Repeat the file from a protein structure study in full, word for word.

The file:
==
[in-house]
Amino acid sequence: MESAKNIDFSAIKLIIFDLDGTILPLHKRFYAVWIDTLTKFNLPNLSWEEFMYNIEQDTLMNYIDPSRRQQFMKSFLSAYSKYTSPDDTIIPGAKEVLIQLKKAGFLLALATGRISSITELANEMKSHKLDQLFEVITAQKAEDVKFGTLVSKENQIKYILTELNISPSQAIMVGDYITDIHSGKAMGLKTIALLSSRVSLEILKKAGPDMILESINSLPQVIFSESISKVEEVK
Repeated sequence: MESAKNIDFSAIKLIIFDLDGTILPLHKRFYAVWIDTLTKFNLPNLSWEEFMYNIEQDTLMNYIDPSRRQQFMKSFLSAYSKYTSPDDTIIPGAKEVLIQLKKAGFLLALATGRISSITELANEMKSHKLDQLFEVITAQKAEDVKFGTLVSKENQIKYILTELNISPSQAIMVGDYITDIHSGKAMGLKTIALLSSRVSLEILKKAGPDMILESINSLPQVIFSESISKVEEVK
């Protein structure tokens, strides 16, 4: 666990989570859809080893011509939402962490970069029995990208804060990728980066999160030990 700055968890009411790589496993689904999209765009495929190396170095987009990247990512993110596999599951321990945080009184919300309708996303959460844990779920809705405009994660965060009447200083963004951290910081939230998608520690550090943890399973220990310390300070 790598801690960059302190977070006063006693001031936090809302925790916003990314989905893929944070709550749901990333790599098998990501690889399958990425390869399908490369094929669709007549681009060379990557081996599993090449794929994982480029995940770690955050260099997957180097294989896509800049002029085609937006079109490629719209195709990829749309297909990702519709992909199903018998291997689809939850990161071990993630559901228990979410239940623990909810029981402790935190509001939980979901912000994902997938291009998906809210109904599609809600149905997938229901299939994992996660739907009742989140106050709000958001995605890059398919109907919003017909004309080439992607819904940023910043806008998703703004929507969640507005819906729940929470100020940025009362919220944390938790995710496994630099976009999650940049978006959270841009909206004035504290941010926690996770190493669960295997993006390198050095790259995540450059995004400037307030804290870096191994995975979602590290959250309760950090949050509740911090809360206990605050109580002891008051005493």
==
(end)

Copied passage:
[in-house]
Amino acid sequence: MESAKNIDFSAIKLIIFDLDGTILPLHKRFYAVWIDTLTKFNLPNLSWEEFMYNIEQDTLMNYIDPSRRQQFMKSFLSAYSKYTSPDDTIIPGAKEVLIQLKKAGFLLALATGRISSITELANEMKSHKLDQLFEVITAQKAEDVKFGTLVSKENQIKYILTELNISPSQAIMVGDYITDIHSGKAMGLKTIALLSSRVSLEILKKAGPDMILESINSLPQVIFSESISKVEEVK
Repeated sequence: MESAKNIDFSAIKLIIFDLDGTILPLHKRFYAVWIDTLTKFNLPNLSWEEFMYNIEQDTLMNYIDPSRRQQFMKSFLSAYSKYTSPDDTIIPGAKEVLIQLKKAGFLLALATGRISSITELANEMKSHKLDQLFEVITAQKAEDVKFGTLVSKENQIKYILTELNISPSQAIMVGDYITDIHSGKAMGLKTIALLSSRVSLEILKKAGPDMILESINSLPQVIFSESISKVEEVK
């Protein structure tokens, strides 16, 4: 666990989570859809080893011509939402962490970069029995990208804060990728980066999160030990 700055968890009411790589496993689904999209765009495929190396170095987009990247990512993110596999599951321990945080009184919300309708996303959460844990779920809705405009994660965060009447200083963004951290910081939230998608520690550090943890399973220990310390300070 790598801690960059302190977070006063006693001031936090809302925790916003990314989905893929944070709550749901990333790599098998990501690889399958990425390869399908490369094929669709007549681009060379990557081996599993090449794929994982480029995940770690955050260099997957180097294989896509800049002029085609937006079109490629719209195709990829749309297909990702519709992909199903018998291997689809939850990161071990993630559901228990979410239940623990909810029981402790935190509001939980979901912000994902997938291009998906809210109904599609809600149905997938229901299939994992996660739907009742989140106050709000958001995605890059398919109907919003017909004309080439992607819904940023910043806008998703703004929507969640507005819906729940929470100020940025009362919220944390938790995710496994630099976009999650940049978006959270841009909206004035504290941010926690996770190493669960295997993006390198050095790259995540450059995004400037307030804290870096191994995975979602590290959250309760950090949050509740911090809360206990605050109580002891008051005493």